The transformation of the studied objects into an "open-air museum" serves to create a new tourism route. As an example, it is possible to point to the monument of Kanka in Akkorgon district of Tashkent region. This monument is one of the largest and most ancient capital cities of Tashkent, and it was mentioned as the most important city in trade relations on the Great Silk Road until the 11th-12th centuries. Such a large city, mentioned in Chinese, Persian, European sources, began to be studied.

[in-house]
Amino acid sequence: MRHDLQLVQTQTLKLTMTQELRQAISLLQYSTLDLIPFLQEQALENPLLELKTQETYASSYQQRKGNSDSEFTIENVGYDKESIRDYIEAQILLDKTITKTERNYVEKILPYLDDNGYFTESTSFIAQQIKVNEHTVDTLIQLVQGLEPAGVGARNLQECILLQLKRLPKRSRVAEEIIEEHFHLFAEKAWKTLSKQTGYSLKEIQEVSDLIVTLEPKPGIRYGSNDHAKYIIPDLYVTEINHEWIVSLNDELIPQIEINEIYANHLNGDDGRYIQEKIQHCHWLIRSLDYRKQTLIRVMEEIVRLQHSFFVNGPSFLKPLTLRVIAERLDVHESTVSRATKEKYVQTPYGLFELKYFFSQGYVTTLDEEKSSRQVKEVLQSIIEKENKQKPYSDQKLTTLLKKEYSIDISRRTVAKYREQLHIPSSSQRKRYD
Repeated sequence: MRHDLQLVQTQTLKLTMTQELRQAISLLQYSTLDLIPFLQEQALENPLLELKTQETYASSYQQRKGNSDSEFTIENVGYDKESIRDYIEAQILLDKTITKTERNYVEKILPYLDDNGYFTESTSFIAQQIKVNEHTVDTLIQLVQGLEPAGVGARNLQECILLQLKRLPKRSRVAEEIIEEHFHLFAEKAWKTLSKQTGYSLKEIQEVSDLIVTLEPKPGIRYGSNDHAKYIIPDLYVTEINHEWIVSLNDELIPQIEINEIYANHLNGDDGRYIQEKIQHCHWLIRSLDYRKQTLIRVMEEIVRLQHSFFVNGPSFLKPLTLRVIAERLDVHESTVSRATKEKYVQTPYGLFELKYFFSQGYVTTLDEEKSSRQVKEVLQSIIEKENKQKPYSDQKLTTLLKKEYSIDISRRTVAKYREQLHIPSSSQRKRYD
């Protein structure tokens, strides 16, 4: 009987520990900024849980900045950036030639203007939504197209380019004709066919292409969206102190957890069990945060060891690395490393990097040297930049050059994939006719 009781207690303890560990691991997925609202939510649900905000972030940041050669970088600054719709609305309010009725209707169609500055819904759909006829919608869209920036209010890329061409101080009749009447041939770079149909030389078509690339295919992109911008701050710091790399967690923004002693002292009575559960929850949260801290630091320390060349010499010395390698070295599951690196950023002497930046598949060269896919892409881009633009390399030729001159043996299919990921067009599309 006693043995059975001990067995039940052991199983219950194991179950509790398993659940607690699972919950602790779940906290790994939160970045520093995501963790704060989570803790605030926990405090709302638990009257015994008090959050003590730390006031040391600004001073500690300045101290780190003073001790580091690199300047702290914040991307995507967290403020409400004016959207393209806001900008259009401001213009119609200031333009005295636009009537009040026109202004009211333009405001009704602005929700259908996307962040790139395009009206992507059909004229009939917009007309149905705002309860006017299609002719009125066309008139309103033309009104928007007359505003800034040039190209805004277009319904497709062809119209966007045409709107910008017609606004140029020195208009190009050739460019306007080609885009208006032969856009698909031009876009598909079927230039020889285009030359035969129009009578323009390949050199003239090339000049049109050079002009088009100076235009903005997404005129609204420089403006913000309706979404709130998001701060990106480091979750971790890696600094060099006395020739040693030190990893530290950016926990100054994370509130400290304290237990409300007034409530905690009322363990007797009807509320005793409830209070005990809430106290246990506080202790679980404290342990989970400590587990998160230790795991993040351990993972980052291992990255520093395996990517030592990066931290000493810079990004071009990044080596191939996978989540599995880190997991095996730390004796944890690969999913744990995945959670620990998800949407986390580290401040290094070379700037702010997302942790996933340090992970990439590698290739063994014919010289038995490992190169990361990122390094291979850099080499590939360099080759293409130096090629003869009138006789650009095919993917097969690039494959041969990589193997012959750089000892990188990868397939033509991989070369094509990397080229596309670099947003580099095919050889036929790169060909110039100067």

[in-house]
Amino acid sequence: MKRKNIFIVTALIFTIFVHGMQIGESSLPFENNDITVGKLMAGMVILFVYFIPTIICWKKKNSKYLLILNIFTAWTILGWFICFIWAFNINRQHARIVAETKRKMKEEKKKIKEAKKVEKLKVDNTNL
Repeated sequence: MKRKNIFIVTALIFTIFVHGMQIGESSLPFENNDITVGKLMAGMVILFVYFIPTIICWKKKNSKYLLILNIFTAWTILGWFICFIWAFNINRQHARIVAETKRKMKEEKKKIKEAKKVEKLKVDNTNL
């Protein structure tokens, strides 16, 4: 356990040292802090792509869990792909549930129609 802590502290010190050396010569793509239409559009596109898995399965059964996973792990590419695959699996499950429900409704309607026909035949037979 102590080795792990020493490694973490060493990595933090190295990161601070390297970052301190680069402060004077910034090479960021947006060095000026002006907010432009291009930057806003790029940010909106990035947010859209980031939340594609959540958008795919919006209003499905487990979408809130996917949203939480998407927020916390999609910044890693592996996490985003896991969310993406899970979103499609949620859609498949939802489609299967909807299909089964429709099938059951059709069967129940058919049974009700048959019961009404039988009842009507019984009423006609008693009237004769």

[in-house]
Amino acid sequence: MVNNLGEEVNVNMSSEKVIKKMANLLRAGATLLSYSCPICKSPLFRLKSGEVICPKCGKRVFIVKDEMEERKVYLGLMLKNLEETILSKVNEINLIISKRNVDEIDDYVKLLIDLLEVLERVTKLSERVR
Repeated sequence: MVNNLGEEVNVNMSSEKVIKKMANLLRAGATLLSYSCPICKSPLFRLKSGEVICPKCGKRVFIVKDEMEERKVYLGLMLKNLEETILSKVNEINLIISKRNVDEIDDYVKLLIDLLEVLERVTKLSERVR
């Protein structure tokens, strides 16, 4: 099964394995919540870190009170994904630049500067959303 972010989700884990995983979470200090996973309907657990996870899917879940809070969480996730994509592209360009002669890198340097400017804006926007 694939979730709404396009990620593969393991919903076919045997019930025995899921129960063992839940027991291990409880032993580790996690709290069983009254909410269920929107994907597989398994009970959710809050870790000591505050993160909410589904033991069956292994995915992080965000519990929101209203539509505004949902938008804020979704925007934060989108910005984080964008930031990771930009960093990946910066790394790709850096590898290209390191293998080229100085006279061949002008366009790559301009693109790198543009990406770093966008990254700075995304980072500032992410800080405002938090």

During the excavations, the remains of a huge structure belonging to the temple were discovered under the medieval constructions. Fragments of mural paintings belonging to the V-VII centuries were found near the walls of the building. Red and black colors were used in the murals.
The large size of the massive structure suggests that the eastern front of the early medieval synagogue was a huge hall. The discovery of fragments of wall paintings in the interior of the hall confirms that it was intended for holding luxurious religious ceremonies.